5. Little Women (I cried)
If not for a later entry on this list, I would argue that Greta Gerwig should be the only person to ever make coming of age films, and she should do one for each generation in between “Little Women” and “Lady Bird.” The energy and vibrancy she imbues the small world of the Civil War era-March family with is palpable. The characters are so deeply drawn and so alive and sincere and hilarious and perfect that they can’t help but come together to create the best hangout movie of 2019. And, as seen above, I really like “Once Upon a Time in Hollywood!” But I could watch the day-to-day interactions between Jo, Beth, Amy and Meg for probably the rest of my life. Hang on, their mom is Laura Dern being the literal best mom of all time? And their aunt is Meryl Streep milking every line she has to dry wit perfection? Bob Odenkirk is just going to show up and round out the fam in a funky soldier uniform? Oh yeah, and Florence Pugh is still amazing in case anyone forgot.
4. Knives Out (Actually, I almost cried, I think mostly just cause of how good it is)
What really struck me about my trips to the theater this year was how many of my favorite movies are about finding empathy, for others and ourselves. In fact, if this year is any indication, empathy is on the rise in the world of movies considering we got what ultimately amounts to the “Paddington” of murder mysteries in “Knives Out.” Like, that sentence doesn’t even make sense, but it’s 100 percent true. The movie that had the biggest cast, the sharpest dialogue, the cleverest twists and the coziest sweaters also managed to say something genuinely relevant and incorporate today’s politics directly into the story without making you want to die because of how undeniable it is. I watched it a second time and loved it even more, and can’t think of the last time a movie this complicated had every setup and payoff accounted for. It’s as tight as a story can be, and every single massive star commits so fully it hurts. There are at least four different mysteries in this mystery movie, and the answer to each is entirely satisfying. Its heart operates at the same high level as its wit, claiming goodness as a legitimate superpower without coming off as trite. We already knew as much, but director Rian Johnson is a treasure of a man.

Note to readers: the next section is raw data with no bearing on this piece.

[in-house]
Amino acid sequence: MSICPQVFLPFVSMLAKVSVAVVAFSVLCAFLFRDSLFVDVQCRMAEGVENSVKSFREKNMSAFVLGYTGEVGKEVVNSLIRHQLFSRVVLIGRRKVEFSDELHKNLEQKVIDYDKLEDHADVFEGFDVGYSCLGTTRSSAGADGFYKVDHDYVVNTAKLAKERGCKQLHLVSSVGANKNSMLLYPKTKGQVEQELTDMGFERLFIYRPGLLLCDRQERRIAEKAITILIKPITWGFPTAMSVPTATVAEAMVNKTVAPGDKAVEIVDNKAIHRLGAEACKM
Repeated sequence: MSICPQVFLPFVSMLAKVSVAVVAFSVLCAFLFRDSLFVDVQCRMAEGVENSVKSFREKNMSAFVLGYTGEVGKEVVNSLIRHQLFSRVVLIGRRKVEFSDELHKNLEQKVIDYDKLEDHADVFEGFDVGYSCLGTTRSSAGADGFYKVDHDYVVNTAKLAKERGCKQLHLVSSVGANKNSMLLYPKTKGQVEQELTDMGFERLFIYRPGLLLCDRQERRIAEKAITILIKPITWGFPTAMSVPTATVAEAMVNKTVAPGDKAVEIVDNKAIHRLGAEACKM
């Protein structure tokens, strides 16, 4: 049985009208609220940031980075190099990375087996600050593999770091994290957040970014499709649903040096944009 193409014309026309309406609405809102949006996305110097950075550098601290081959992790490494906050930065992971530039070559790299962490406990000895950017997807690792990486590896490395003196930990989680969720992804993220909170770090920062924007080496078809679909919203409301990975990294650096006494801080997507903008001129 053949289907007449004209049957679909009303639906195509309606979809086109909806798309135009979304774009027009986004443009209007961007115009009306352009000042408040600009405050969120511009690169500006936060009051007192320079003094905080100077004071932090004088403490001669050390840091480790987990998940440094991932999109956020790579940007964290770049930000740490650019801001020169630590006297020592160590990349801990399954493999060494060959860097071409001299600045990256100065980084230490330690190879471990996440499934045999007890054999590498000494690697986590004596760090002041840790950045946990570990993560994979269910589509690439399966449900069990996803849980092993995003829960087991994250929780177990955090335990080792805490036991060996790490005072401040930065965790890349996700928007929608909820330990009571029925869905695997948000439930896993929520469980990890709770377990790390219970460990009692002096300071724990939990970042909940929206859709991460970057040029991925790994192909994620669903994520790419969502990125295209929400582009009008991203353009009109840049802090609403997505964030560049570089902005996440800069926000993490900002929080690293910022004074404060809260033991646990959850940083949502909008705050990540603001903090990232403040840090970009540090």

3. Toy Story 4 (Definitely cried)
For those of you who don’t know, “Toy Story 2” is my favorite movie of all time. My mom recorded the audio of the entire movie on a cassette tape, and she’d put her Walkman with that tape in my stroller. With headphones placed on my tiny ears, I listened to it everywhere we went because I could barely even use my arms so I kind of had no choice, but that movie is imprinted in my brain. As I got older, I was so pleased to find that all the “Toy Story” movies were still operating on another level of amazing, utilizing character agency in a unique way (Seriously, nearly everything is character and not plot driven, but because the characters are toys and are in many ways at the mercy of the world around them, “plot” moments are never forced and always necessary to further the theme of growing up and losing control. The characters want to make their own decisions but sometimes can’t.), but “Toy Story 2” remained the best. “Toy Story 4” is not better than that first sequel, but it’s still real, real good and better than the other two, while easily being the most laugh out loud funny. The movie asks remarkably deep questions about the nature of being alive and what it means to be loved when you don’t want it or give more than you get. It asks what we’re supposed to do once we’ve fulfilled what we see as our purpose in life. And most importantly, are we trash? Between Forky, Duke Kaboom, Gabby Gabby, Ducky, Bunny, Giggles McDimple, Mr. Pricklepants, Trixie the Triceratops, Barbie and Ken, Stinky Pete, Bullseye, the army men, Mr. and Mrs. Potato Head, Slinky, Hamm, Rex, Jessie, Lotso, Bo Peep, RC, the aliens, Buzz and Woody, it also makes a distinct argument for the best ensemble cast of characters in a series. I’m inclined to agree. Woody and Buzz are still two of my best buds, and that ending packed a wallop. What a delight it was to see my favorite franchise on the big screen one more time.